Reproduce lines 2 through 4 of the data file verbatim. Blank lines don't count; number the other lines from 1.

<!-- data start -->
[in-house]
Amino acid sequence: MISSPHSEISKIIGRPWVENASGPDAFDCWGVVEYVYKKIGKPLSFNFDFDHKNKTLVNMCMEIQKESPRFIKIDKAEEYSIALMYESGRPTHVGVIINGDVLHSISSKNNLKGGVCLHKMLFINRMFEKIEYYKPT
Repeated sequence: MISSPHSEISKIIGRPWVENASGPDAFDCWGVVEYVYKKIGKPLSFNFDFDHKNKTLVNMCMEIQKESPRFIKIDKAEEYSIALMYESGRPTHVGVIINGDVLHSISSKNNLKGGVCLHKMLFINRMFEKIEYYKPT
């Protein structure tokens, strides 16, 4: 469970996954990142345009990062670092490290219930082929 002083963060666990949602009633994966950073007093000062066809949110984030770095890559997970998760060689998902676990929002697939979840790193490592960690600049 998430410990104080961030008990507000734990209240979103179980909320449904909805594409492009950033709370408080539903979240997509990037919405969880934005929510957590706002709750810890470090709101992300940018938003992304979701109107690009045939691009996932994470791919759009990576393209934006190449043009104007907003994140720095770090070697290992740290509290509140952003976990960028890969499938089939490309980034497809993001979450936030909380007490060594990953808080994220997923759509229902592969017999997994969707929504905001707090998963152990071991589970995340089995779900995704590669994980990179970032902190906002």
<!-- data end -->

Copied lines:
Amino acid sequence: MISSPHSEISKIIGRPWVENASGPDAFDCWGVVEYVYKKIGKPLSFNFDFDHKNKTLVNMCMEIQKESPRFIKIDKAEEYSIALMYESGRPTHVGVIINGDVLHSISSKNNLKGGVCLHKMLFINRMFEKIEYYKPT
Repeated sequence: MISSPHSEISKIIGRPWVENASGPDAFDCWGVVEYVYKKIGKPLSFNFDFDHKNKTLVNMCMEIQKESPRFIKIDKAEEYSIALMYESGRPTHVGVIINGDVLHSISSKNNLKGGVCLHKMLFINRMFEKIEYYKPT
């Protein structure tokens, strides 16, 4: 469970996954990142345009990062670092490290219930082929 002083963060666990949602009633994966950073007093000062066809949110984030770095890559997970998760060689998902676990929002697939979840790193490592960690600049 998430410990104080961030008990507000734990209240979103179980909320449904909805594409492009950033709370408080539903979240997509990037919405969880934005929510957590706002709750810890470090709101992300940018938003992304979701109107690009045939691009996932994470791919759009990576393209934006190449043009104007907003994140720095770090070697290992740290509290509140952003976990960028890969499938089939490309980034497809993001979450936030909380007490060594990953808080994220997923759509229902592969017999997994969707929504905001707090998963152990071991589970995340089995779900995704590669994980990179970032902190906002």